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Australian ValuesCustoms and Values

Australia Day

“We must be the only country in the world that marks its national day not by celebrating its identity, but by questioning it.” Ken Boundy

Australia Day is arguably the most unique national day in the world because, rather than unite, it seems to divide Australians into different viewpoints. It is celebrated on January 26, which is the anniversary of the arrival of the first fleet of criminals in 1788. Ironically, Australian governments have been reluctant to acknowledge this history with any prescriptive symbolism or speeches. Without any prescriptive symbolism, the majority of Australians just use the day to have a barbeque or do some other pastime that takes advantage of the great things about the Australian lifestyle.

While the lack of prescription is embraced by some, it concerns the more sombre minded Australians who have interpreted it to mean that the government is celebrating the invasion of Australia and the dispossession of Aborigines. These Australians usually use the day to participate in an Aboriginal protest march or call for the date to be changed. Typical views include:

" The 26th of January is an inappropriate date for Australia Day as it merely represents the anniversary of the arrival of the British to establish the penal colony of New South Wales. It does not represent of birth of a nation and disengages the aboriginal and non-British communities from their sense of involvement in nationhood. It also sends the wrong message to our Asian neighbours, reminding them of our European roots." Daniel Bryant

" Instead of reciting the oath on Australia day, which commemorates the founding of a prison in Sydney, why don't we Victorians recite the oath on the anniversary of the laying of the first stone of Pentridge Prison? " Tobin Maker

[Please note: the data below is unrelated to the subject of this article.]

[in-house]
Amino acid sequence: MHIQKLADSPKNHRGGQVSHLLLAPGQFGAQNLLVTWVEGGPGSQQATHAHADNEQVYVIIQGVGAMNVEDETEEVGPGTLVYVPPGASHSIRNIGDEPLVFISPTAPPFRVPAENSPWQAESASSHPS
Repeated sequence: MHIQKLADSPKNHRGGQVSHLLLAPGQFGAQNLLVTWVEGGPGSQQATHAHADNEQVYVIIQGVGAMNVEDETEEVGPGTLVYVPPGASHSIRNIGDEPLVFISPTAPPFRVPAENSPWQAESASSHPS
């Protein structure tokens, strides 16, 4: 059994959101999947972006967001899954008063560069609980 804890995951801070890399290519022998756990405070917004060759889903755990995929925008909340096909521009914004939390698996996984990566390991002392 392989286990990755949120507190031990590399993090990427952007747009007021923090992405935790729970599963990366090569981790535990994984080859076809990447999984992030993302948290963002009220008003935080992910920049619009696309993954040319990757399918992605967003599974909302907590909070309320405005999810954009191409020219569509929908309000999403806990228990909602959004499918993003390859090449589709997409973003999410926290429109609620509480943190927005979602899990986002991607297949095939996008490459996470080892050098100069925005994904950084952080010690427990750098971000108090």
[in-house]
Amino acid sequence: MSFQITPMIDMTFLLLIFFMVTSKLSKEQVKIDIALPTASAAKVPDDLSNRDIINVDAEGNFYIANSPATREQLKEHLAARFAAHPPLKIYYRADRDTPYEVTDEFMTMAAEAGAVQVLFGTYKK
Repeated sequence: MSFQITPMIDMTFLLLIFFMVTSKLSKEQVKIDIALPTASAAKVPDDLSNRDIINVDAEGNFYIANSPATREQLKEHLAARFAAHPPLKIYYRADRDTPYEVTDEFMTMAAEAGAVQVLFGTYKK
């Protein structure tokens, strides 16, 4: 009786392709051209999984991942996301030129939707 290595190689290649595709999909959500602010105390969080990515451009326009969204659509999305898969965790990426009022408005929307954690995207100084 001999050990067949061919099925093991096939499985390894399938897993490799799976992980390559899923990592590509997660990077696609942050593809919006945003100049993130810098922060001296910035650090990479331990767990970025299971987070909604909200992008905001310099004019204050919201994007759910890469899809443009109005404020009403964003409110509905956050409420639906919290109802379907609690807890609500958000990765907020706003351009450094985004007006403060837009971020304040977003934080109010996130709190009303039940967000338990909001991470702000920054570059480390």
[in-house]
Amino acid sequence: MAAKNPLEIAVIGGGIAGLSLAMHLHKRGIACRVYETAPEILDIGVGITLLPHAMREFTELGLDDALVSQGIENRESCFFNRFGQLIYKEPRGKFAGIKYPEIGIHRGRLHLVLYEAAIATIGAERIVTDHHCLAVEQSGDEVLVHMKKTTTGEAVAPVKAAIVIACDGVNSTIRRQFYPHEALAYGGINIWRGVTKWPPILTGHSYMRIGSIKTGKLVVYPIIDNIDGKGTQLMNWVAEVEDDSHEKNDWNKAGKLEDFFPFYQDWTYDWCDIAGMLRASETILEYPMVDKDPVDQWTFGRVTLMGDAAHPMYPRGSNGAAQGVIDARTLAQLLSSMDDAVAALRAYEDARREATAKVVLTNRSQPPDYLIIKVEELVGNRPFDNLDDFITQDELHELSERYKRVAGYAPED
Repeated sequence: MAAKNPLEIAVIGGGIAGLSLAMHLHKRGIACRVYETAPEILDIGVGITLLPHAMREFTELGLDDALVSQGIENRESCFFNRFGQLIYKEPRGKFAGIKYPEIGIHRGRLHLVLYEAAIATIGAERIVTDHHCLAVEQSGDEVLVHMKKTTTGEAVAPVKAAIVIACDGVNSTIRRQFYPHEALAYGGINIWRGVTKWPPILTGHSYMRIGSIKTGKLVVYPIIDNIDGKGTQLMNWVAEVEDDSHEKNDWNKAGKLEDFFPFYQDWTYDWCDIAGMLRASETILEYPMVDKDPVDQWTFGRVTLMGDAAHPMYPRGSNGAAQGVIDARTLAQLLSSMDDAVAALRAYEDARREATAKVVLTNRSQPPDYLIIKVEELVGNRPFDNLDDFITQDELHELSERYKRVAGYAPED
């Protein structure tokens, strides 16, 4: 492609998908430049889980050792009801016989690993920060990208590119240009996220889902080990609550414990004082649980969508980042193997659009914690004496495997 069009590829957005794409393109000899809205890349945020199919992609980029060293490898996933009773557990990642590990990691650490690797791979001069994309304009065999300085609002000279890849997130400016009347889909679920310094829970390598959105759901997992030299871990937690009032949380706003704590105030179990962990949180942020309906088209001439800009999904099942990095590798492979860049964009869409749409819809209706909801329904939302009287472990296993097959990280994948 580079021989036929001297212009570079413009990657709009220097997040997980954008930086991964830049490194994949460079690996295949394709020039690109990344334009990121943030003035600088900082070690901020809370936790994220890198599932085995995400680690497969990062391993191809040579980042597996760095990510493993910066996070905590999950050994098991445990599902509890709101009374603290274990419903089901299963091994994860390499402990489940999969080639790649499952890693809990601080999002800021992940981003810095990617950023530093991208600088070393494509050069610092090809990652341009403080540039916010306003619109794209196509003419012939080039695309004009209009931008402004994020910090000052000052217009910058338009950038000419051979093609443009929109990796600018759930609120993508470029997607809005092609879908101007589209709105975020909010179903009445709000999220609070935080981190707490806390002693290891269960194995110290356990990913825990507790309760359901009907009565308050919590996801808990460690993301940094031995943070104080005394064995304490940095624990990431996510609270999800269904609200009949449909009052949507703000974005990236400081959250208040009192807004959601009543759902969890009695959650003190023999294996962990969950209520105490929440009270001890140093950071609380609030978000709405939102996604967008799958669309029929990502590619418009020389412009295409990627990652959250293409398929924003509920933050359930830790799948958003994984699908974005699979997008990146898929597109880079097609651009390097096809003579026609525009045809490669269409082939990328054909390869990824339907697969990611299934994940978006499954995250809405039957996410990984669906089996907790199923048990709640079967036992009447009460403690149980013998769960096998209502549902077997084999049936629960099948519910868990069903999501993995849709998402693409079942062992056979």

“Australia Day should be changed to a more suitable date, rather than the one that not only insults the rightful owners of this land, our indigenous peoples, but conveniently disregards the non-White (sic) migrants.” Australia Day = Shame Day

“Nature and diversity of culture for me is Australias(sic) beauty. I wonder how Aboriginal people would view this lunacy.” Michele Walker

Although Australia Day has virtually no symbolic meaning today, its origins can be traced to a desire for egalitarianism that much of the world has strived for and which arguably no country has achieved as successfully as Australia. For Convicts, January 26 1788 was not a happy time. It marked the establishment of a penal colony where they suffered some of the worst human rights violations that the world had even seen. Women were pack raped by officers on transport ships and then assigned to free settlers as if cattle. Men were flogged until their backbones were exposed to the flies. Despite these hardships, or perhaps because of them, in 1808 emancipated Convicts used January 26 as a date to organise great parties to celebrate the land they lived in. In a way, the parties celebrated their survival. Although the more “reputable” members of colonial society weren’t too keen on putting the old ball and chain on their legs in tribute to the founding fathers and laying down in a sexual pose in tribute to the mothers, they just couldn't say no to a great party.

As the parties grew in size, emancipists and their children infused them with political edge as they campaigned to have the same rights as free British migrants. In 1818, their cause was embraced by Governor Lachlan Macquarie, who acknowledged the day with its first official celebration of what was then known as Foundation Day. Macquarie declared that the day would be a holiday for all government workers, granting each an extra allowance of "one pound of fresh meat", and that there should be a 30 gun salute at Dawes Point – one for each year that the colony had existed.

By 1888, all Australian colonies bar South Australia (which prided itself on its Convict free status) were celebrating Foundation Day or Anniversary Day.

In 1935, Anniversary Day officially became known as Australia Day and was promoted as a day for national unity. Of course, the small issue of Convicts still proved somewhat problematic when it came to acknowledging and celebrating the history. The solution was to simply erase them from history. For example, at a 1938 re-enactment of the first fleet’s arrival, there were Aborigines...



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